How to follow a low-calorie diet

Although weight loss targets should be set individually, generally speaking the aim should be for initial weight loss (phase one) of approximately 10% of total body weight. ”Balanced low-calorie diets” are those most recommended by different organisations and scientific associations for the treatment of obesity. With  some modifications with regard to proteins, macronutrient distribution is quite similar to that recommended for the population in general for a balanced diet (1):
  1. Carbohydrates: These should represent 45-55% of total caloric value, but total consumption should never be below 100 g/day. Limit consumption of refined sugars (<10%) maintain intake of dietary fibre (25-30 g/day).
  2. Fats: These should represent 25-35% of total caloric value. Consumption of fat should be reduced due to its high energy density, and this will be beneficial in preventing cardiovascular disease.
  3. Proteins: These should represent 10.15% of total caloric value. In low-calorie diets with daily intake below 1,500 kcal, the percentage of proteins may be lowered to the point where it is insufficient to cover minimum protein requirements (0.8-1 g/kg adjusted body weight), and in such cases an increase to 25% is recommended. Remember, too, that at least half of the proteins in diet should be of high biological value.
  4. Water: Abundant water intake is recommended to prevent crystallisation and precipitation of solutes.
  5. Micronutrients: Low-calorie diets with intake below 1,500 kcal/day may present a lack of iron, manganese and vitamins 8D, E, B1, B2, B3 and B6. For this reason, such diets should be supplemented by vitamin preparations.
Diet design should take into account certain recommendations concerning the different food groups:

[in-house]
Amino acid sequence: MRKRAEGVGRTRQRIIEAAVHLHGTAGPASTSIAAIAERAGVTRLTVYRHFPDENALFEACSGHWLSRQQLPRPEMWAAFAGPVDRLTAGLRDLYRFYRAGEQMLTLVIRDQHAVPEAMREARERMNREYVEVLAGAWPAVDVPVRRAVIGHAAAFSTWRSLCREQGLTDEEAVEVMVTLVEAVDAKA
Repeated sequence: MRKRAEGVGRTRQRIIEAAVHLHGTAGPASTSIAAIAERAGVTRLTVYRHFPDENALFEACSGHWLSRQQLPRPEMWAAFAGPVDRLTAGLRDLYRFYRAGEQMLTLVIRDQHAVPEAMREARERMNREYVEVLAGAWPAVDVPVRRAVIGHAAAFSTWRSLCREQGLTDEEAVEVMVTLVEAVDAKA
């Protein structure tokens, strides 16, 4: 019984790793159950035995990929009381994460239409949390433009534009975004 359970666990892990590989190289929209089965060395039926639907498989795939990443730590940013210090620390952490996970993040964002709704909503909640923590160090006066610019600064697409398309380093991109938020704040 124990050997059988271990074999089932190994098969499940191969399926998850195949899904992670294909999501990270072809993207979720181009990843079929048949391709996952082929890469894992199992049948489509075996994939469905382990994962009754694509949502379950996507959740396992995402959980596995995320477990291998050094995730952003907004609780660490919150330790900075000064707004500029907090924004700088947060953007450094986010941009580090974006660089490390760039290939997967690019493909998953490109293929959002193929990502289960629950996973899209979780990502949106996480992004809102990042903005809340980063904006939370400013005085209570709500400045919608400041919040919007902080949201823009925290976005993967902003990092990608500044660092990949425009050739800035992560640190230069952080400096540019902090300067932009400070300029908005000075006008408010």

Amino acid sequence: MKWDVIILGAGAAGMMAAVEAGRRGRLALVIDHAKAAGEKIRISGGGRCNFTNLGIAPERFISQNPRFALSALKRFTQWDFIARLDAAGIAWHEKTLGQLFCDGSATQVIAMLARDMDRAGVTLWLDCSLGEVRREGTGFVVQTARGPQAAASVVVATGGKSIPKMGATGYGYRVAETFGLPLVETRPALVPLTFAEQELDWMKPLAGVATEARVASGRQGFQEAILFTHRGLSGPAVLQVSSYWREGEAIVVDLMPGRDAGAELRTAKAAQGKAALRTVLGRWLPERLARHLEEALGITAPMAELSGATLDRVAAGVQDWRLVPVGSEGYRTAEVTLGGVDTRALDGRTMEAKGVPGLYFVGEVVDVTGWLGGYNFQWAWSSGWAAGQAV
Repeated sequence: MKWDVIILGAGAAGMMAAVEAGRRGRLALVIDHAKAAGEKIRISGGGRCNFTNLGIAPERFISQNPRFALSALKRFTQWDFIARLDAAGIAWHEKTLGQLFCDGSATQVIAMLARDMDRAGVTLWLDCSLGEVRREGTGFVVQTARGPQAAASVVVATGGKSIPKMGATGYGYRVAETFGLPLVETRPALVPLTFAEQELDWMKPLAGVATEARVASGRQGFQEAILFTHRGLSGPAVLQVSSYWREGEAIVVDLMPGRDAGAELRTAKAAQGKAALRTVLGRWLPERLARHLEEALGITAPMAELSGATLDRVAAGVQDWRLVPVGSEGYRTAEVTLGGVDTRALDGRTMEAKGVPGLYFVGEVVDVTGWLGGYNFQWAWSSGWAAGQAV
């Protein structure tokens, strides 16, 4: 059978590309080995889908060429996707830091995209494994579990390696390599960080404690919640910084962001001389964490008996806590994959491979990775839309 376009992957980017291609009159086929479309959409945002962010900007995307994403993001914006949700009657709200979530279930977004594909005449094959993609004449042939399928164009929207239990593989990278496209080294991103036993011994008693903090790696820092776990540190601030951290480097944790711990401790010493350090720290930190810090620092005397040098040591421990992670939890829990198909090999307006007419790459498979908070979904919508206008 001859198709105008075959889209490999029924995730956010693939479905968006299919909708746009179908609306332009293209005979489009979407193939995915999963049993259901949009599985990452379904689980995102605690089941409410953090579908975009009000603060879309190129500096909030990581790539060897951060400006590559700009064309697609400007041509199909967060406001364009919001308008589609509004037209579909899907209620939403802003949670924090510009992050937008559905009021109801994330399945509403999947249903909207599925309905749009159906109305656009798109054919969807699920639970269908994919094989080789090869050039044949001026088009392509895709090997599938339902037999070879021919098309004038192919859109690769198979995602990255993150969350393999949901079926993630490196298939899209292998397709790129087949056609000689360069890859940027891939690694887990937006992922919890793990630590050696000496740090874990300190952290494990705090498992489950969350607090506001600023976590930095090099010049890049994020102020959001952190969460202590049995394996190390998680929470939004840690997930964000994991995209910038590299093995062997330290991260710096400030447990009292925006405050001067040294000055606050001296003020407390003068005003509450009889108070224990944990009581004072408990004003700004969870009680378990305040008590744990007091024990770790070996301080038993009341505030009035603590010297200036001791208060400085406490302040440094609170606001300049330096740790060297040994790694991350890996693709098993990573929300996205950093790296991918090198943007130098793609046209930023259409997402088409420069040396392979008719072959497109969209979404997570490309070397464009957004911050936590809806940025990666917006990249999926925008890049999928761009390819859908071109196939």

1. Milk and dairy products: Recommendations are as for the general population. This ensures that calcium intake covers requirements. However, skim or low-fat dairy products should be chosen. The recommended intake is 2-3 servings per day.
  2. Cereals, legumes and tubers: This food group is our main source of complex carbohydrates and is also an important source of vegetable protein, vitamins, minerals and fibre. Many people when dieting limit their intake of these products due to the misconception that they are high in caloric content. Around 6 servings per day is the recommended intake of these foods.
Cómo llevar una dieta baja en calorías
  1. Vegetables: Most vegetables can be consumed without limit, as they have very low caloric density. It is essential to encourage eating vegetables from childhood. 3-4 servings of vegetables should be eaten per day, and at least one portion should be raw.
  2. Fruit: Intake should be 2-3 pieces per day, particularly of fleshy fruit, whilst consumption of bananas, grapes, avocado and packaged juices should be limited.
  3. Meat, fish and eggs: On the one hand, intake of meat and fat-rich meat products (cold meat, sausages, etc.) should be reduced. On the other, the consumption of lean meat (such as chicken, turkey and rabbit) is recommended. White fish contains less fat than oily fish. However, oily fish should not be eliminated from the diet, because they are an important source of omega-3 fatty acids. To meet daily protein recommendations, one serving of protein at lunch and one at dinner are advised.
  4. Fats and oils: Given its high caloric density, consumption of this food group should be limited. Use cooking methods that require little fat (papillote, grille and oven) and cut out sauces and fried and battered foods. Maximum consumption of 2-3 tablespoons of oil a day is generally recommended, preferably olive or extra virgin olive oil.
  1. Sociedad Española para el Estudio de la Obesidad (SEEDO). Consenso SEEDO’2000 para la evaluación del sobrepeso y la obesidad y el establecimiento de criterios de intervención terapéutica. Med Clin (Barc) 2000; 115: 587-597.